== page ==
Leonard Cox

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Leonard Cox (or Coxe) (c. 1495 – c. 1549) was an English humanist, author of the first book in English on rhetoric. He was a scholar of international reputation who found patronage in Poland, and was friend of Erasmus and Melanchthon. He was known to contemporaries as a grammarian, rhetorician, poet, and preacher, and was skilled in the modern as well as the classical languages.

Life[edit]

He matriculated at Tübingen in 1514, where he was a student of Johann Stöffler. He spent two periods at the University of Kraków (1518 to 1520 and 1525 to 1527), where he lectured on classical authors; and as a schoolmaster (in 1520 at Levoča, a position he obtained with the help of Johann Henckel, and in 1521 at Košice, both now in Slovakia).[1][2][3] Carpenter takes a March 1519 reference to Leonard Cox in transit from Tournai to Antwerp to be him.[4][5] John Leland wrote a Latin poem praising Cox, including references suggesting he had been at Paris and Prague.[6]

His patrons in Poland included Krzysztof Szydłowiecki. In 1527 Cox had the opportunity to participate in a high-profile exchange of open letters, from Martin Luther to Henry VIII of England. He printed the last two parts of the correspondence, adding an introduction glorifying Szydłowiecki, as well as a flattering poem by Stanislaus Hosius. Szydłowiecki and Jan Łaski gave Cox his introduction to Erasmus;[3] he several times lectured on the De copia.[7] Another patron was Piotr Tomicki.[8] Cox had dedicated a 1518 book (an oration praising the university) to Justus Ludovicus Decius (Jost Ludwig Dietz) from Alsace, who had been in Kraków from 1505.[9][10]

He graduated B.A. at the University of Cambridge on a visit to England 1526-7.[3] He was incorporated as B.A. at Oxford on 19 February 1530, and he also supplicated that university for the degree of M.A.[11] Hugh Cook Faringdon, abbot of Reading, appointed him master of the grammar school in Reading, Berkshire and associated with Reading Abbey, by 1530.[12] Anthony Wood relates that Cox supported John Frith when he was apprehended as a vagabond at Reading. Faringdon was executed in 1539, and Cox went to Caerleon where he kept a school. He had a son, Francis, D.D., of New College, Oxford.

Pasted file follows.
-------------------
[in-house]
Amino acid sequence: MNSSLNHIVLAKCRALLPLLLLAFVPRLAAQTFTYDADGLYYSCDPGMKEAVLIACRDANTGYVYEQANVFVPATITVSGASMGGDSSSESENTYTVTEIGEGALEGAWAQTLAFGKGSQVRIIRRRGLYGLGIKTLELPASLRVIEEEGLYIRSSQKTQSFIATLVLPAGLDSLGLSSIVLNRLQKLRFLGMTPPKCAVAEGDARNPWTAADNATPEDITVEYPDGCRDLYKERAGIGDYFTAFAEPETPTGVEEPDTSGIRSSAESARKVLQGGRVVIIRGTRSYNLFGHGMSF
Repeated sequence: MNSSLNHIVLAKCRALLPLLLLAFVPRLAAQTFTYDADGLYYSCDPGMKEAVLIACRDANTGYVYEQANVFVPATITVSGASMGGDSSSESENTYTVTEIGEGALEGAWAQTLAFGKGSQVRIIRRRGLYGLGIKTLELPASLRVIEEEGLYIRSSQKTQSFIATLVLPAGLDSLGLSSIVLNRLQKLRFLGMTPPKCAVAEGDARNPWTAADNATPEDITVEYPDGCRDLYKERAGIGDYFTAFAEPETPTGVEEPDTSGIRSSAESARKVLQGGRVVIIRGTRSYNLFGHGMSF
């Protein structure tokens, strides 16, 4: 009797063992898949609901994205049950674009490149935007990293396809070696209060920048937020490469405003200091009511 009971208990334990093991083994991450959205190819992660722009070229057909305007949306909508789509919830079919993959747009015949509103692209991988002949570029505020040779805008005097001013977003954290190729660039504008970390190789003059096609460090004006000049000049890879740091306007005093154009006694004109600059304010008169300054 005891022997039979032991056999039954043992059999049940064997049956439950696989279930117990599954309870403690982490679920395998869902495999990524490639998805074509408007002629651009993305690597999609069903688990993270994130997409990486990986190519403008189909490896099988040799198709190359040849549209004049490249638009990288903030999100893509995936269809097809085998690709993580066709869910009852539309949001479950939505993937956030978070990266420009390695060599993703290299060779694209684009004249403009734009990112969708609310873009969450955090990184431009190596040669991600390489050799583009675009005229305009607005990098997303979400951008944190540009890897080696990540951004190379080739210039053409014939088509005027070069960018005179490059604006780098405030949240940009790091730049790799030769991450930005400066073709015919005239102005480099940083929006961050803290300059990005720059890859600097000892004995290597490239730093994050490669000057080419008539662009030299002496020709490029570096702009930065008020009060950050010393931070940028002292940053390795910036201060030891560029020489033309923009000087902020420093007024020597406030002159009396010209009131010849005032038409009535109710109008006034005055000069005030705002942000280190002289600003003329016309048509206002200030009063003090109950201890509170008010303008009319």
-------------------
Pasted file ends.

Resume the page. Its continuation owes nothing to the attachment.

He was succeeded in the mastership of Reading school by Leonard Bilson in 1546.

The Art or Crafte of Rhetoryke[edit]

He was author of The Art or Crafte of Rhetoryke, first edition 1524; and also London (Robert Redman), 1532. It was reprinted in 1899, edited by Frederick Ives Carpenter, and a facsimile edition appeared in 1977. This work is translated from part of Melanchthon's De Rhetorica, in a pirated edition of 1521. It covers on the section on inventio.[13] This makes it only a partial rendering of the five-fold scheme of classical rhetoric. The work is recognised as the first rhetoric book in English, and apparently was intended for a general readership; but there are aspects more clearly intended for the use of lawyers.[14] On the other hand it has been described as intended as a schoolbook;[15] and Brian Vickers specifies that it was designed for use in a grammar school.[16]

Other works[edit]

He edited the Venatio of Adriano di Castello (1524).[1] He translated from Greek into Latin Marcus Eremita de Lege et Spiritu, and from Latin into English Erasmus's Paraphrase of the Epistle to Titus, which in 1534 he asked the printer Robert Toy to convey to Thomas Cromwell, at a time when Cox hoped for Cromwell's influence to secure a move the free school at Bristol;[3][17] it appeared again in 1549, with a dedication to John Hales, clerk of the hanaper. Commentaries upon Will. Lily's Construction of the eight parts of Speech, 1540 was a version of William Lilye's basic Latin grammar, again dedicated to Cromwell.[3] He also wrote verses prefixed to the publications of others, including the Hyperaspistes of Erasmus and the French grammar of John Palsgrave.[1]

Notes[edit]

  1. ^ a b c Maria Dowling, Humanism in the Age of Henry VIII (1986), p. 152.
  2. ^ http://www.philological.bham.ac.uk/lelandpoems/notes.html
  3. ^ a b c d e Peter G. Bietenholz, Thomas B. Deutscher (editors) Contemporaries of Erasmus (2003), vol. 1 p. 353-4.
  4. ^ http://www.british-history.ac.uk/report.aspx?compid=91028
  5. ^ s:Page:Arte or Crafte of Rhethoryke - 1899.djvu/11
  6. ^ http://www.philological.bham.ac.uk/lelandpoems/text.html, poem CXXVII.
  7. ^ Craig Ringwalt Thompson, Literary and Educational Writings by Desiderius Erasmus (1978), p. lx.
  8. ^ Glomski, p. 21, pp. 190–1.
  9. ^ Glomski, p. 35.
  10. ^ http://www.villa.org.pl/e_wd_rys.php
  11. ^ "Leonard Cox (CS529L)". A Cambridge Alumni Database. University of Cambridge. ; this source uses the flawed DNB article as reference and has other facts incorrect.
  12. ^ http://www.british-history.ac.uk/report.aspx?compid=40057
  13. ^ Heinrich F. Plett, Rhetoric and Renaissance Culture (2004, p. 24.
  14. ^ R. S. White, Natural Law in English Renaissance Literature (1996), p. 83.
  15. ^ Joan Simon, Education and Society in Tudor England (1979), p. 93.
  16. ^ Brian Vickers, English Renaissance Literary Criticism (1999), p. 73.
  17. ^ http://www.british-history.ac.uk/report.aspx?compid=79313

References[edit]

External links[edit]